The HYPE Academy will challenge 30 Agricultural Education students during an intensive three‐day academy June 26‐28, 2018. Held at the University of Missouri‐Columbia, HYPE will build on other important FFA leadership conferences you have participated in up to this point. Expect this leadership experience to be a hands‐on, engaging academy that will provide you skills to communicate, lead and advocate for the agricultural industry.

 

How do you Apply?

In 2018, the top 30 entering high school seniors in 2018‐19 will be selected to participate in HYPE through a competitive written application process. Students need to submit a written application with five narrative responses, academic transcript, FFA member activity form, and three letters of recommendation. One letter must be from your Agricultural Education Teacher/FFA Advisor, the second from a school administrator (superintendent or principal), and the third from a community leader that knowsyou and your leadership experience.

 

All applications must be submitted to the Missouri FFA office no later than March 1, 2018.

There are six parts to the written application: 1) information and signatures, 2) student narratives, 3) Ag Educator/FFA Advisor recommendation, 4) community leader recommendation, 5) FFA member activity form and 6) high school academic transcript.

 

Please make sure that the information is correcton the application. Students will be contacted prior to attending The HYPE Academy using submitted e‐mail address. FFA members will be notified of selection by April 2, 2018.

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State Officers Address Missouri General Assembly

For the last 27 years, our state FFA president has had the honor of addressing the Missouri House of Representatives.  The theme of this year’s speech was Growing Leaders, Building Communities, and Strengthening Agriculture.

A Facebook Live post of your Missouri state FFA officers singing the National Anthem in the Whispering Gallery also took place on Mon., Feb. 5.  Missouri FFA is proud and honored to share that this video has generated more than 157,000 views and was picked up by Todd Starnes of Fox News that same afternoon. Check out the video on our Missouri FFA Facebook page. Other news on the annual Legislative Day can also be found there as well.

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The One You Feed

Sydnee Mason, casual

Sydnee Mason – Secretary

When I was a little girl, one of my favorite things to do was listen to my dad tell stories. I would sit cross-legged on the deep freezer in the corner of his meeting room and listen while he motivated and inspired college rodeo athletes from across the country. Not much has changed since those days — the stories are the same and the only differences are the athletes in his program. I still love to listen to these honest, tried and true tales. One of my favorites is the following old Cherokee legend: Two Wolves.

 

An old Cherokee is teaching his grandson about life. “A fight is going on inside me,” he said to the boy.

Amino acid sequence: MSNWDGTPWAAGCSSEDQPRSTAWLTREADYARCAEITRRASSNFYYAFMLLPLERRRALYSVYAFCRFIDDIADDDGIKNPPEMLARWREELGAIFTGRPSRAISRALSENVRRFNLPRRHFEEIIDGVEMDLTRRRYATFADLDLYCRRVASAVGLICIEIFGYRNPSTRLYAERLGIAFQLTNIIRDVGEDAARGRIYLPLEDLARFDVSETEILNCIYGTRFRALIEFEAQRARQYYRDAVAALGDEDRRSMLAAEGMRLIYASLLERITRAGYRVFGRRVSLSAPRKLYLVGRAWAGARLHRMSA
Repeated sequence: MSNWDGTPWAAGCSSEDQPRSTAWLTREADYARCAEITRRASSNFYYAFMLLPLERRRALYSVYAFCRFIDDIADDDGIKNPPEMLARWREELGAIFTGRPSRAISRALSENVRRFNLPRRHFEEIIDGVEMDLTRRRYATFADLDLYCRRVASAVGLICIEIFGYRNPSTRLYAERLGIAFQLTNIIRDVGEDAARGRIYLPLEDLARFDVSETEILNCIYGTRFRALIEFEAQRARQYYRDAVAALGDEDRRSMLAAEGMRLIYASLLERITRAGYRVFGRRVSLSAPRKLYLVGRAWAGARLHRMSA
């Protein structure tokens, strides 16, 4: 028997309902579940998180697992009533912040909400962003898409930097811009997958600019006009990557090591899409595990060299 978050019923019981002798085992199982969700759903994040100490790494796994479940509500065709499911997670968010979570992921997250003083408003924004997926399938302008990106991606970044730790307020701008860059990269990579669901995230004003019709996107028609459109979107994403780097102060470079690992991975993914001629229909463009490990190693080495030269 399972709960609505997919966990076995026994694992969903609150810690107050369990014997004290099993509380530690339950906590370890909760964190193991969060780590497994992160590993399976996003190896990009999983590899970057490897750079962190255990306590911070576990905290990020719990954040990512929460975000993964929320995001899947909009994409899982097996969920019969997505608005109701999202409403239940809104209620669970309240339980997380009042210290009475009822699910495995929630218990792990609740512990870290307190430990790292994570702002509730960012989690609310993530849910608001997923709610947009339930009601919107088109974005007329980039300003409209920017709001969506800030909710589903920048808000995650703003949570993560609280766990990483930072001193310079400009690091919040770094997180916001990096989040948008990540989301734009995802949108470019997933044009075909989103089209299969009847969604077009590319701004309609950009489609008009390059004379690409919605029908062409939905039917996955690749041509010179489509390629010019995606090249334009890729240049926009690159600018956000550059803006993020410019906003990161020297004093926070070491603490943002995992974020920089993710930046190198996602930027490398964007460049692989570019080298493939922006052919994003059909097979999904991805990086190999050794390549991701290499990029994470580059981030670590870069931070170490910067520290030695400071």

“It is a terrible fight and it is between two wolves. One is evil — he is anger, envy, sorrow, regret, greed, arrogance, self-pity, guilt, resentment, inferiority, lies, false pride, superiority and ego. The other is good — he is joy, peace, love, hope, serenity, humility, kindness, benevolence, empathy, generosity, truth, compassion and faith.”

He continued, “Sometimes, it is hard to live with these two wolves inside me, for both of them try to dominate my spirit. The same fight is going on inside you — and every other person, too.”

The grandson thought about it for a minute and then asked his grandfather, “Which wolf will win?”

The old Cherokee simply replied, “The one you feed.”

Embracing the changes and endless possibilities that 2018 promises to bring might seem like a daunting task. Hopefully, we have all settled into those familiar routines of school, chores and homework by now, and we are ready to tackle whatever the second semester has in store. FFA members, let’s remember the wise words of the Cherokee grandfather. Whether we’re studying for a Career Development Event, memorizing our speeches for spring contest or simply investing ourselves in the Ag classroom, let’s pledge to feed the good wolf in 2018.

 

 

 

“Two Wolves” Cherokee Legend sourced from: http://www.firstpeople.us/FP-Html-Legends/TwoWolves-Cherokee.html

 

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Footprints in the Snow

Elise Bailey, casual

Elise Bailey – VP

January has arrived and so has the snow. When I look out my window at a field of freshly fallen snow, it makes me want to freeze that landscape in time. I know in a couple of days that this field will not have perfect untouched snow on the ground; instead footprints will market its perfectness.

 

When I take a step in the unblemished snow, I quickly realize that every step I take will show. This image is a good reminder for us in life. The paths we make and the destinations that we reach are evident to those watching simply by the steps that we take.

 

As I look back on my trek through the snow, it is clear to see not only the distance that I have traveled, but also where my journey began.

 

Whether in our FFA careers, our educational adventures, or our journeys in life, this image holds a powerful meaning. It is important to be reminded that others are watching, and maybe even following, in the path that we’ve paved. At the end of the day, it is imperative that we look back on the lengths we have traveled and recognize the place where our journey commenced.